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World News

Algeria says new constitution to meet protesters' demands, allow more reforms

ALGIERS (Reuters) - Algeria’s new constitution, due to be put to a referendum on Nov. 1, would meet demands by a protest movement that ousted veteran president Abdelaziz Bouteflika last year, President Abdelmadjid Tebboune said on Sunday.

Tebboune also vowed to amend other laws and continue fighting against corruption to enable the state to restore confidence after investigations in 2019 revealed the involvement of several senior officials in corruption cases.

The referendum will be the first test for Tebboune since his election in December last year that followed mass street protests rejecting Bouteflika’s plan to seek a new term after 20 years in power, and demanding the departure of the whole ruling elite.

“The draft meets the demands of the protest movement,” a presidential statement quoted Tebboune as telling a cabinet meeting to discuss and approve the final draft of the constitution.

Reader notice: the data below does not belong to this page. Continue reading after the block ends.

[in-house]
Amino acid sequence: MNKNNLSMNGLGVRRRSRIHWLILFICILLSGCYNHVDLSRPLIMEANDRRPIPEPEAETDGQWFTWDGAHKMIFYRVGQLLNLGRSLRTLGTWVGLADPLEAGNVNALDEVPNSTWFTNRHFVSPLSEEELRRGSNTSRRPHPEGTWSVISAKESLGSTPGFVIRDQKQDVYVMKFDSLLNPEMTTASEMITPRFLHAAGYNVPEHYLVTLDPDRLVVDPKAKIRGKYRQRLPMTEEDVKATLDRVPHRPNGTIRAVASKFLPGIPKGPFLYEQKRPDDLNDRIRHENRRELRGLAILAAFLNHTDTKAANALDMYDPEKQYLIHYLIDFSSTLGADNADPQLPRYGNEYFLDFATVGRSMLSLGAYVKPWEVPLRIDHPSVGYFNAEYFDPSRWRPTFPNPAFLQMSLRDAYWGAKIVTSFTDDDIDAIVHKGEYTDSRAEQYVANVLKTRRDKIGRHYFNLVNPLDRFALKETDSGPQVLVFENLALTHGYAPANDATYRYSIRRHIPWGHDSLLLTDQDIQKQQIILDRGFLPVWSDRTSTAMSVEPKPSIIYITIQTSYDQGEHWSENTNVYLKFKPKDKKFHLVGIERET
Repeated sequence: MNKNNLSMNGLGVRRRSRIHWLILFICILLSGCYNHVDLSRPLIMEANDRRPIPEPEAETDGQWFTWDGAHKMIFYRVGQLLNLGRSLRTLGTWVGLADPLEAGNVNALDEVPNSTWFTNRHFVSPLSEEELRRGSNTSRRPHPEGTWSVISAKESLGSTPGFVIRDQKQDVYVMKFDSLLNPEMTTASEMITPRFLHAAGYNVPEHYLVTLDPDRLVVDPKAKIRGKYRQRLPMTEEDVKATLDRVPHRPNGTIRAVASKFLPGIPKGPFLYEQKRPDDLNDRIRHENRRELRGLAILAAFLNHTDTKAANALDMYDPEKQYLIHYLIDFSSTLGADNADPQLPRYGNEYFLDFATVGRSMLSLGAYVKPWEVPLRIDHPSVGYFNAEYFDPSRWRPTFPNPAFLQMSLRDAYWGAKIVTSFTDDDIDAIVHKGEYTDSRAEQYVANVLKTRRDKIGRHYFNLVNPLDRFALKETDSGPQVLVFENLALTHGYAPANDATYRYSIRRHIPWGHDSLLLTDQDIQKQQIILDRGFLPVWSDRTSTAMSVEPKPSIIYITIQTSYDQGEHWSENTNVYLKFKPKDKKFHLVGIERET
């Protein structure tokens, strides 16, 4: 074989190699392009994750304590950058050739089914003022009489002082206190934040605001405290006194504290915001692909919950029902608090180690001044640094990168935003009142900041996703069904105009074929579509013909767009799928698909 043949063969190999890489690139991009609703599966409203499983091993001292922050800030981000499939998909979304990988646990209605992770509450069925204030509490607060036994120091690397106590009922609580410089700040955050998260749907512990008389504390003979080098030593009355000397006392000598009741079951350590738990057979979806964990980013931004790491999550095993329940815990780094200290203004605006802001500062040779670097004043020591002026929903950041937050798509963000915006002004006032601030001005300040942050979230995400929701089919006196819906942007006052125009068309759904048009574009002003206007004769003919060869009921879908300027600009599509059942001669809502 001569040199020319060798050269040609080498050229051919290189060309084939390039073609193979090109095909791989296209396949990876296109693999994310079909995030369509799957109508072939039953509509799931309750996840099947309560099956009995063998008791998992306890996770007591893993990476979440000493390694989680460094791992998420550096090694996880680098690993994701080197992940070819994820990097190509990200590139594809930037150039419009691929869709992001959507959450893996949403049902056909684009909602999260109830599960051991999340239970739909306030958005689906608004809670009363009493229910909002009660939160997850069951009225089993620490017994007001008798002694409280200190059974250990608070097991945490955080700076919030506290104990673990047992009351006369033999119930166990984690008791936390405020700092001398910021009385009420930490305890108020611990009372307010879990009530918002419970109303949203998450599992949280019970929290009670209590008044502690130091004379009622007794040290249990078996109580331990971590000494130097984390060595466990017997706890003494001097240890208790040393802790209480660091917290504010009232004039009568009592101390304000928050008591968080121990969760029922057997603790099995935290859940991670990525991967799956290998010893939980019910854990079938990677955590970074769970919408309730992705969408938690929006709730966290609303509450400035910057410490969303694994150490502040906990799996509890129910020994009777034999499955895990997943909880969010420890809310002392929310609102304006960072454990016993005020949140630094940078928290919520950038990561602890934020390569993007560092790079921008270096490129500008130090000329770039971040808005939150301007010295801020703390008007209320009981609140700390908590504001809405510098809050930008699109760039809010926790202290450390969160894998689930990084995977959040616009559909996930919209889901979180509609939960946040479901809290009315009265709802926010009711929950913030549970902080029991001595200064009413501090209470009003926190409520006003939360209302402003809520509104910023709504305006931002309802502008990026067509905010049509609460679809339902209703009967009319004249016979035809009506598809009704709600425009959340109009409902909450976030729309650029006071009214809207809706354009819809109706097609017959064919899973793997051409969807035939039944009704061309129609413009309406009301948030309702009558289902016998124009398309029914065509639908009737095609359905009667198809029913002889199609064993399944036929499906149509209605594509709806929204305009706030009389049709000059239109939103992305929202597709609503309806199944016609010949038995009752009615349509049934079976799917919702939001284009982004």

The draft will be submitted next week to parliament for endorsement before the referendum.

It includes mainly giving more powers to the parliament, prime minister and the judiciary as well as strengthening political freedoms.

The implementation of this constitutional amendment - if approved by the people - “will require adapting a number of laws to the new stage as part of a comprehensive reform of the state and its institutions,” the statement quoted him as saying, without giving details.

The protests, which broke out in February last year, were followed by a series of trials in which former senior officials, including prime ministers, ministers and businessmen, were jailed over corruption charges.

Demonstrations were banned by the government in March this year to combat the spread of the coronavirus pandemic.

Tebboune said the number of corruption cases handled by courts showed a “trust crisis” between rulers and the people over the past years.

“The end of this crisis is a condition for building a new Algeria in which no one will be protected by immunity and influence,” he said.

Reporting by Hamid Ould Ahmed; Editing by Andrea Ricci

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